The Crypto-Jews of Palma de Mallorca

The capital city of the Spanish island of Majorca was once home to a thriving Jewish community, many of whose members converted to Catholicism in 1492 when Spain officially expelled its Jews. In recent decades their descendants have been returning to Judaism, and now the island boasts a community of some 200 souls and a synagogue, as Ayelet Mamo Shay writes:

In 1435, Palma de Mallorca’s Jewish community included some 4,000 people. Over the years it thrived and prospered, until [1492]. The Jews who did not flee . . . converted to Christianity [but] continued to observe their religion secretly, as [did other] anusim [forced converts] in Spain. In Palma de Mallorca, they were called chuetas (from the Catalan word for pigs).

One the one hand, they couldn’t live as Jews, but on the other hand, the Christians refused to accept them and treated them with much disrespect. They were humiliated and considered members of the lowest class. They were only allowed to marry among themselves, so since 1691 to this very day they have only married other descendants of anusim. . . .

Ironically, the derogatory term chuetas has become a source of pride for the descendants of anusim who are discovering their roots and seeking to return to their forefathers’ religion. Today, there are 20 to 30 [such people] on the island who are studying Jewish religious laws on a monthly basis with Rabbi Nissan Ben Avraham, an emissary of the Shavei Israel organization, who returned to the Jewish religion himself after finding out that his own family had kept the secret for many years.

Read more at Ynet

More about: Conversos, History & Ideas, Jewish history, Judaism, Spanish Inquisition

As Hamas’s Power Collapses, Old Feuds Are Resurfacing

In May, Mahmoud Nashabat, a high-ranking military figure in the Fatah party (which controls the West Bank-based Palestinian Authority), was gunned down in central Gaza. Nashabat was an officer in the Gaza wing of the Aqsa Martyrs’ Brigade, a terrorist outfit that served as Fatah’s vanguard during the second intifada, and now sometimes collaborates with Hamas. But his killers were Hamas members, and he was one of at least 35 Palestinians murdered in Gaza in the past two months as various terrorist and criminal groups go about settling old scores, some of which date back to the 1980s. Einav Halabi writes:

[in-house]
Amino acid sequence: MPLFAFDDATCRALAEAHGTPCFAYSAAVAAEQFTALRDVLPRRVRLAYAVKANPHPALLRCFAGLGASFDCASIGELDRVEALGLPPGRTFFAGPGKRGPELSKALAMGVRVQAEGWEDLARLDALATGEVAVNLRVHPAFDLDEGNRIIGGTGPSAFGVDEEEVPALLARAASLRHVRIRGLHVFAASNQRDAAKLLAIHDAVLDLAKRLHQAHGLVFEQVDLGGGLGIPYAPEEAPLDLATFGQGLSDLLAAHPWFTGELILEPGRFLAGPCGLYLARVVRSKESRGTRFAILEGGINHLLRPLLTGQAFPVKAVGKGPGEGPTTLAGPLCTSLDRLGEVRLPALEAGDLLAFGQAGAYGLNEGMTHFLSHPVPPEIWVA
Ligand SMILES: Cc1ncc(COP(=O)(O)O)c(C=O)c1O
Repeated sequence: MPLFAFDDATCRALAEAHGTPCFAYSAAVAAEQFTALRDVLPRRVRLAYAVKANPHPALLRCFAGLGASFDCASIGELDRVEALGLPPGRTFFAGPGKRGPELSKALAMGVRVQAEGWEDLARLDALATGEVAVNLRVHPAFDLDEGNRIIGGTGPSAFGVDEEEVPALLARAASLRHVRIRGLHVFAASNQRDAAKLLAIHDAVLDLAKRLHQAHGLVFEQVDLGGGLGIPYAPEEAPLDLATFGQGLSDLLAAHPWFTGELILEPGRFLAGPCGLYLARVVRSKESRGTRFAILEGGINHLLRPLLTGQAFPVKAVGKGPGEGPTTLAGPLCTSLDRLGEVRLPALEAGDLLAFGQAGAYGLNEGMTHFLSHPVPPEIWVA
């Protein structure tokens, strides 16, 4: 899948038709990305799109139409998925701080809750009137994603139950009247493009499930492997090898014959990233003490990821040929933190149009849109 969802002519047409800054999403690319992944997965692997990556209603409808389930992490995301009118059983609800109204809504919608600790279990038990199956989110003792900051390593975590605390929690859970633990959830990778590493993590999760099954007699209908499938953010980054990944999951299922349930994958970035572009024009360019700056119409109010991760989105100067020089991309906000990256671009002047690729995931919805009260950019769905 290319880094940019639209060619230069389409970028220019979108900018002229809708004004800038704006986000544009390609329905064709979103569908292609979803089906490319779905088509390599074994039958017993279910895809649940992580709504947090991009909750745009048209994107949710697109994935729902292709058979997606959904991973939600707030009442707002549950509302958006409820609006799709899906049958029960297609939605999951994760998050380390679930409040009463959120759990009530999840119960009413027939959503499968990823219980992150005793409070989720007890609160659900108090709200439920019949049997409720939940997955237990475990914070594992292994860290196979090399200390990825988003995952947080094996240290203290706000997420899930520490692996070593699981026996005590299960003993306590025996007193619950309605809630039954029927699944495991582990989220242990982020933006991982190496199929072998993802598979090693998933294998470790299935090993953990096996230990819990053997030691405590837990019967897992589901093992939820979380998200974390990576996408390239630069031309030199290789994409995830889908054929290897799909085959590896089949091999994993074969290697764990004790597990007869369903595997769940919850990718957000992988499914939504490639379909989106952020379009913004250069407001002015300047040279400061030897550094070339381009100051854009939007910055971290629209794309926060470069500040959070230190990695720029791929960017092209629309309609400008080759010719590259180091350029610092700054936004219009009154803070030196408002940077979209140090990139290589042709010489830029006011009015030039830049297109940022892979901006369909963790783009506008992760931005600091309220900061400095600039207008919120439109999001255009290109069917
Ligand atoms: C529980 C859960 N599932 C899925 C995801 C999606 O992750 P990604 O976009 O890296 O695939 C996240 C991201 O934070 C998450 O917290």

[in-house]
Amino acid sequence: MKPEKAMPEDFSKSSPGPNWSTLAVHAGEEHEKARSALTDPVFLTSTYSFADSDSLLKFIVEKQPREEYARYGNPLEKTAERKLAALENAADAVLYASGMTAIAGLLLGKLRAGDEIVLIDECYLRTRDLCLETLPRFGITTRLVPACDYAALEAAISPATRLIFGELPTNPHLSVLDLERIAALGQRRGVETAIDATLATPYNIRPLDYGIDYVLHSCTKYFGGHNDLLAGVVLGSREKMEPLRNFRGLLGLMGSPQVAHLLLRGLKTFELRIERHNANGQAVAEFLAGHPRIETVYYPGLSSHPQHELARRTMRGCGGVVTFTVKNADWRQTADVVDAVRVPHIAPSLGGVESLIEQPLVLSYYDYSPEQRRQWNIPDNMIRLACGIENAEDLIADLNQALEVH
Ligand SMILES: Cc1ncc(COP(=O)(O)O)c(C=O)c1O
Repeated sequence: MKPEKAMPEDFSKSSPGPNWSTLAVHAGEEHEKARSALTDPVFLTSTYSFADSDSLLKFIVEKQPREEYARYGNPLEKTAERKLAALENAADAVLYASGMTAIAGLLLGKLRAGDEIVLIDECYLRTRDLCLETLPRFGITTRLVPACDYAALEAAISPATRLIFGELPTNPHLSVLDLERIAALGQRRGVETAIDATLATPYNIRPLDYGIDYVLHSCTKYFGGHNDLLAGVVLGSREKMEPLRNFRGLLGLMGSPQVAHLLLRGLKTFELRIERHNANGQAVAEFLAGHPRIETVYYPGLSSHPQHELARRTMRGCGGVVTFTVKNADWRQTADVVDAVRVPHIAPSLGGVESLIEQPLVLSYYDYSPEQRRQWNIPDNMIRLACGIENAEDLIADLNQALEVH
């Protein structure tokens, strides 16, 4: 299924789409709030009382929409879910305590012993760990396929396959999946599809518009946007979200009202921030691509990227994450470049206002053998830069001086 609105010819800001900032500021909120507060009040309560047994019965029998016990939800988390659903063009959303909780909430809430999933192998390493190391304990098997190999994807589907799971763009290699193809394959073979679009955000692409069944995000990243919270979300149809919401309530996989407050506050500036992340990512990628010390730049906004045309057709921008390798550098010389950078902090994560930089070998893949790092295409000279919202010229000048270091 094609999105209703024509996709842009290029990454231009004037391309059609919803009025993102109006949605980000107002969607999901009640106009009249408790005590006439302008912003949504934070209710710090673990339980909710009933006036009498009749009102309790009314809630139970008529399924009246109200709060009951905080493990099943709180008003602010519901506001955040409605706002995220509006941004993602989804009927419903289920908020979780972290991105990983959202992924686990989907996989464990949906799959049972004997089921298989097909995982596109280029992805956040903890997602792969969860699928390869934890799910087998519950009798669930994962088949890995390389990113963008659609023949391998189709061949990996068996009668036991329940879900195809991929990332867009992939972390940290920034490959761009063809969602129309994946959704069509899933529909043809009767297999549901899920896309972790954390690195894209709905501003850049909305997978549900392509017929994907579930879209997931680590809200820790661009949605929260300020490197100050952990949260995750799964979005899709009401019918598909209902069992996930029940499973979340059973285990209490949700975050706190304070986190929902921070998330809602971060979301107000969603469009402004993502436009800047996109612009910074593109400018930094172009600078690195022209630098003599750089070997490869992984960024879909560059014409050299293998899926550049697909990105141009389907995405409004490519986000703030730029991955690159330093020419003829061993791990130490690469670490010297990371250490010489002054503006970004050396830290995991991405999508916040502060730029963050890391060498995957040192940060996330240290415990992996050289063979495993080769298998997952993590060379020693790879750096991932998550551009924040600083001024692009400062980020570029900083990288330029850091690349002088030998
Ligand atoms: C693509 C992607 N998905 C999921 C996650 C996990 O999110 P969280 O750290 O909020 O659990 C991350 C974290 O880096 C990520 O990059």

Security sources familiar with the situation told the London-based newspaper Asharq Al-Awsat that Gaza is now also beleaguered by the resurgence of old conflicts. “Many people have been killed in incidents related to the first intifada in 1987, while others have died in family disputes,” they said.

The “first-intifada portfolio” in Gaza is considered complex and convoluted, as it is filled with hatred among residents who accuse others of killing relatives for various reasons, including collaboration with Israel. . . . According to reports from Gaza, there are vigorous efforts on the ground to contain these developments, but the chances of success remain unclear. Hamas, for its part, is trying to project governance and control, recently releasing several videos showcasing how its operatives brutally beat residents accused of looting.

These incidents, gruesome as they are, suggest that Hamas’s control over the territory is slipping, and it no longer holds a monopoly on violence or commands the fear necessary to keep the population in line. The murders and beatings also dimension the grim reality that would ensue if the war ends precipitously: a re-empowered Hamas setting about getting vengeance on its enemies and reimposing its reign of terror.

Read more at Ynet

More about: Fatah, Gaza War 2023, Hamas